The election for Fayetteville Village Justice will take place on Tuesday, March 19, 2013 at the Fayetteville Village office, 425 E. Genesee St., Fayetteville, NY.
Hughes, a partner at Hancock Estabrook, LLP., has been a full-time practicing attorney for 33 years. He is a former Fayetteville Village Attorney with experience in justice court practice and procedure. He received his juris doctor degree in 1979 from the State University of New York at Buffalo School of Law after completing his undergraduate studies at both Onondaga Community College and SUNY Buffalo.
He is an arbitrator for the American Arbitration Association and mediator for the United States District Court.
A parishioner at Christ Episcopal Church in Manlius, he has established and coordinated the hayrides at the Fayetteville Tree Lighting and is a former member of the Fayetteville Senior Center Board of Directors.
“I have been a resident of the village of Fayetteville since 1996,” Palazzoli said. “My husband, Dan Tyrel, and I have four children who attend FM schools. We are extremely active in local organizations and school activities. Given our active community involvement, I have built countless personal and professional ties to the community in the past 17 years. I believe in the local model of government and I believe I am the best choice for the job of village justice.”
Palazzoli attended Syracuse Law School.
“I understand what it means to be a justice and I understand how to read the law,” she said. “I am not a practicing attorney. This is an advantage for me because it means I will have no foreseeable conflicts of interest due to the practice of law. I will not be forced to recuse myself and pass the cases on to another judge or to the town. In short, it helps me keep Fayetteville cases where they belong: in Fayetteville.”
A volunteer member of the Fayetteville Fire Department since 1998, which she said is an important advantage.
“When arrests are made at two in the morning, the police need a judge who will get out of a warm bed to come out and tend to the needs of Fayetteville,” Palazzoli said. “During my years in the Fayetteville Fire Department I have proved countless times that I am willing to get up any time of the night to fulfill my responsibilities. A village justice who will consistently respond when called, whenever called, will keep village cases in the village and minimize the number of cases turned over to the town.”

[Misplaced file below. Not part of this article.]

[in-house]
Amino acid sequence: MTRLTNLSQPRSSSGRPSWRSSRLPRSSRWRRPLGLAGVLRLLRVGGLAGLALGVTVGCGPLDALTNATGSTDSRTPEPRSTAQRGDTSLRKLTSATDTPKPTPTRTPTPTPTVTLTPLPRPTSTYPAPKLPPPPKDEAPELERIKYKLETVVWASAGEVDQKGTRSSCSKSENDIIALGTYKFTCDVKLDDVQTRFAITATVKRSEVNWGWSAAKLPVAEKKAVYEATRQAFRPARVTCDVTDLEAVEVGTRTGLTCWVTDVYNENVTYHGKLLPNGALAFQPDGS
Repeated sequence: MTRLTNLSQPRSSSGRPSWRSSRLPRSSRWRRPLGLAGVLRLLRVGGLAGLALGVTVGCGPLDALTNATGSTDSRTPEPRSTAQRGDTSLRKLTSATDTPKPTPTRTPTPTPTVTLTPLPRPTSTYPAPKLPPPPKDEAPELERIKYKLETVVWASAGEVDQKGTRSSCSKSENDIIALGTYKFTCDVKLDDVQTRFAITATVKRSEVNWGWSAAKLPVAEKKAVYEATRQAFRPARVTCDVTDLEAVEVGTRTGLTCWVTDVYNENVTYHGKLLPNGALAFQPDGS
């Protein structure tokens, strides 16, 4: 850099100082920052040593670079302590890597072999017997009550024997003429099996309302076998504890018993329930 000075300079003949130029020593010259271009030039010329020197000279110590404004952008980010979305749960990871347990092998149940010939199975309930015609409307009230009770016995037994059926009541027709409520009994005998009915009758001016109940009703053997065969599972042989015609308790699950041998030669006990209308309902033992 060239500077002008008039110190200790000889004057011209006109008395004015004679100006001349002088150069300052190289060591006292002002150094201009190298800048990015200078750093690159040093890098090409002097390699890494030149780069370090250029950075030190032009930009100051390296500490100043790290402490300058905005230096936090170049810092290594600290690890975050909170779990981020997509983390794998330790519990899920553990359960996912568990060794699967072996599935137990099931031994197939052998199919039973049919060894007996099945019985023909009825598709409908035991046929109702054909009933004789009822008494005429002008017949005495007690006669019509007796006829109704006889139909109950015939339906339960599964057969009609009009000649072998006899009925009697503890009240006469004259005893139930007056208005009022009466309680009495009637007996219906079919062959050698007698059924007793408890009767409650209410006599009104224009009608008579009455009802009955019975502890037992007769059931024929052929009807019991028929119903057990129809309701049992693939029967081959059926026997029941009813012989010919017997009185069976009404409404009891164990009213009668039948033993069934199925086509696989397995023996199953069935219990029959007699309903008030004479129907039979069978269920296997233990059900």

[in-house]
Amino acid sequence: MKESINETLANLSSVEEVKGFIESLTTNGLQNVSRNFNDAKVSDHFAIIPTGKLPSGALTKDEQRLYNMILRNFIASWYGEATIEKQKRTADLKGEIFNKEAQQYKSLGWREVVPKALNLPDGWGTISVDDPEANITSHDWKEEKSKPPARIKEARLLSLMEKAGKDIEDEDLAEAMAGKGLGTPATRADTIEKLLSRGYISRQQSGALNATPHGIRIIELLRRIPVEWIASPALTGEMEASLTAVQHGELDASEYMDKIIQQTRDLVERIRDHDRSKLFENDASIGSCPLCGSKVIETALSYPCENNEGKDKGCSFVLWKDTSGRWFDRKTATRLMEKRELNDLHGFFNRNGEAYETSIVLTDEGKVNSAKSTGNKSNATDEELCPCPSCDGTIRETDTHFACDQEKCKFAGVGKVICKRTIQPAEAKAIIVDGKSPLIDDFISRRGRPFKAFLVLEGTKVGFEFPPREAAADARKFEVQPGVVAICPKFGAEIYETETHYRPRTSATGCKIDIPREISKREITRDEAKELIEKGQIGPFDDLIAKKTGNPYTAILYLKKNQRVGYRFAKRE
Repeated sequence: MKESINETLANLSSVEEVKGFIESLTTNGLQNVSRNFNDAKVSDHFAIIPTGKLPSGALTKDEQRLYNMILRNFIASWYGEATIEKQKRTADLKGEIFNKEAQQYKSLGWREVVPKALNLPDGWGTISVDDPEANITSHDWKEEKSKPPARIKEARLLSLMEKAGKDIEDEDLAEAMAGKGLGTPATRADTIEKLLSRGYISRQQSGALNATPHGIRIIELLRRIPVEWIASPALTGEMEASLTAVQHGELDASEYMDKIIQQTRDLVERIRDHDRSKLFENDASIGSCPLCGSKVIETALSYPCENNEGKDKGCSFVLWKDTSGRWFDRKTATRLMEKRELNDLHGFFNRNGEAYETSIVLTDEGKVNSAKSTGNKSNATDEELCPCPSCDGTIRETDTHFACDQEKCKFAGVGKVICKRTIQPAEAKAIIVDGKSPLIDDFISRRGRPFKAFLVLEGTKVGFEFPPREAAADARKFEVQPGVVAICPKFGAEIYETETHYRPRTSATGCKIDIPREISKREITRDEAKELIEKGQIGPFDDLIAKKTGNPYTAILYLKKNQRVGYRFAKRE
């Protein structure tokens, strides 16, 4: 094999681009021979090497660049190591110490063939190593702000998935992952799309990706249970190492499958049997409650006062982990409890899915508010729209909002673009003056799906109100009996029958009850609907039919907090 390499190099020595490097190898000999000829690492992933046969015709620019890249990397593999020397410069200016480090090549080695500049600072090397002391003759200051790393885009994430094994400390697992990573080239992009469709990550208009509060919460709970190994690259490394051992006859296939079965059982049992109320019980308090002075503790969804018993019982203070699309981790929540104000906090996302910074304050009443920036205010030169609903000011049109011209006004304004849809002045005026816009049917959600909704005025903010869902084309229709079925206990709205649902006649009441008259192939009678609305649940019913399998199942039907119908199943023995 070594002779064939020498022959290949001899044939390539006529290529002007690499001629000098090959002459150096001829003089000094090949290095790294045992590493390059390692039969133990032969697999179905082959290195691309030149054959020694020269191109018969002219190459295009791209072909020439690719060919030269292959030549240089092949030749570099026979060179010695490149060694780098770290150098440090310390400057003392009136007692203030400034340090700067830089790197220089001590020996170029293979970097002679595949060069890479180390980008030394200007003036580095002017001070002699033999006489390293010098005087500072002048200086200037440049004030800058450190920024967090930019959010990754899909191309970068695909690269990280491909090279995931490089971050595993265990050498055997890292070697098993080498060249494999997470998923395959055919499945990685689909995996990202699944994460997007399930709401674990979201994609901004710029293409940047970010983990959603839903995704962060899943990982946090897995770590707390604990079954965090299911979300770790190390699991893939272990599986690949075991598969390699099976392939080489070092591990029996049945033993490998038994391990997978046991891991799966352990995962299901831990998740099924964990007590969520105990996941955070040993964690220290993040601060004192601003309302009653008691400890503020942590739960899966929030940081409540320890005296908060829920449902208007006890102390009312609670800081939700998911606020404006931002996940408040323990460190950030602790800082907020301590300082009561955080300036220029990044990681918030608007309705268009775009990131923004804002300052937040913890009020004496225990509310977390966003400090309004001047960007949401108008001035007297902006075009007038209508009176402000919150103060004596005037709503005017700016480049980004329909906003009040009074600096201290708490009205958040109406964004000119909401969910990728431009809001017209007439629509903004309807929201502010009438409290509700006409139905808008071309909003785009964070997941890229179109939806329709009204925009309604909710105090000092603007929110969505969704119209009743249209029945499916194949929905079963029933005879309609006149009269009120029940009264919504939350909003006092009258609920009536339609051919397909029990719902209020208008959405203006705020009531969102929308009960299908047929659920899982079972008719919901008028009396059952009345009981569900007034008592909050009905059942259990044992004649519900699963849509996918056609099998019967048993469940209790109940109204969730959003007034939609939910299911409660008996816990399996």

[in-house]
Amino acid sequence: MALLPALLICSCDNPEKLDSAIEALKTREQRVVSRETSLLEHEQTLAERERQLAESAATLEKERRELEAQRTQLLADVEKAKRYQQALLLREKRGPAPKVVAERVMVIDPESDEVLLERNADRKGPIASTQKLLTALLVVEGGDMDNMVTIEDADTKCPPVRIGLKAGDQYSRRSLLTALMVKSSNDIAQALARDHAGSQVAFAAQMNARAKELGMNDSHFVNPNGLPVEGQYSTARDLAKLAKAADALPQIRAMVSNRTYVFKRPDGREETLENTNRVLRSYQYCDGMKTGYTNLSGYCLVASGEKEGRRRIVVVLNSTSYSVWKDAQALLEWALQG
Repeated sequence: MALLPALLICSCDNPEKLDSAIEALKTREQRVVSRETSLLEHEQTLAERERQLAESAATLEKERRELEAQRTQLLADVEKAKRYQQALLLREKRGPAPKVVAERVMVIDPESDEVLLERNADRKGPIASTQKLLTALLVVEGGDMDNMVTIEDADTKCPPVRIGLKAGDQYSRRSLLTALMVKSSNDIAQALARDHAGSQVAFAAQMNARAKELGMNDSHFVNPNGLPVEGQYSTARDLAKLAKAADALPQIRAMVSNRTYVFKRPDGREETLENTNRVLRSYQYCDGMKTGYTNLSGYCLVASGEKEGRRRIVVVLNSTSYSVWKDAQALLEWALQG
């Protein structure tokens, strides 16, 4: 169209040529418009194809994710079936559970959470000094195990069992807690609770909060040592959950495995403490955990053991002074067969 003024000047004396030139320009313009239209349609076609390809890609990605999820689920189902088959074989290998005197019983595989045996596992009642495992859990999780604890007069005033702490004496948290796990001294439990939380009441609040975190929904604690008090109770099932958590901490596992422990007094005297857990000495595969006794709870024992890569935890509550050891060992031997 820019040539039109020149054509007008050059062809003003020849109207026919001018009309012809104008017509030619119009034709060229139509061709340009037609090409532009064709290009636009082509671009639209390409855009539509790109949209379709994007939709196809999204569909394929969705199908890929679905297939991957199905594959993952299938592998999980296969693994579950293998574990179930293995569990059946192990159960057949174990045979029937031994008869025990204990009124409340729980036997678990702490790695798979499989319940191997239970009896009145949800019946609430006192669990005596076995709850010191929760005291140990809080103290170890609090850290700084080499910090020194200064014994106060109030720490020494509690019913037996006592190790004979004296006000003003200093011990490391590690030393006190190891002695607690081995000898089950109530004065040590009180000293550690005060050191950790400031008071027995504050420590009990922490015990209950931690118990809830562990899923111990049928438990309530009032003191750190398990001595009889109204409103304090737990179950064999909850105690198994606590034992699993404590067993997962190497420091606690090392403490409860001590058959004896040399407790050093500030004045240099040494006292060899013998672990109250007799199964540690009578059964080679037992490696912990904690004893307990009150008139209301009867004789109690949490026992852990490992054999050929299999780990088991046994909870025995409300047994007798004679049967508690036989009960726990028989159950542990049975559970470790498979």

Palazzoli is also a costume designer for the Syracuse City Ballet and Sterling Renaissance Faire.
“Not only do I live and volunteer in the village, I work in the village as well,” she said. “After all, arrests don’t always happen at 2 a.m. Sometimes they happen in the middle of the day. I work in the village, not downtown, so I am available when needed in the daytime too. Why is this important? Honestly, when an officer makes an arrest [she or he] is not taken off the street longer than necessary to chase down a justice who might be in his office downtown, might be in court, might be in a meeting or might be unavailable. I live here. I work here. I am available to the police at any time of the day or night nearly every day of the year because almost everything I do is right here in Fayetteville.”
Palazzoli also said she has a positive relationship with the town of Manlius Police Department.
“The officers know me and know how to contact me,” she said. “This is a benefit to the office of village justice because it minimizes the amount of time an officer is supervising a prisoner while calling and attempting to find a justice to do an arraignment. A timely arraignment is not just a benefit to the police, but is of significant benefit to the accused as well.
“I have a great deal to offer the community and I believe I am the best choice for the job,” she said. “I live here. I work here. I am dedicated to the village. I would appreciate your vote on March 19.”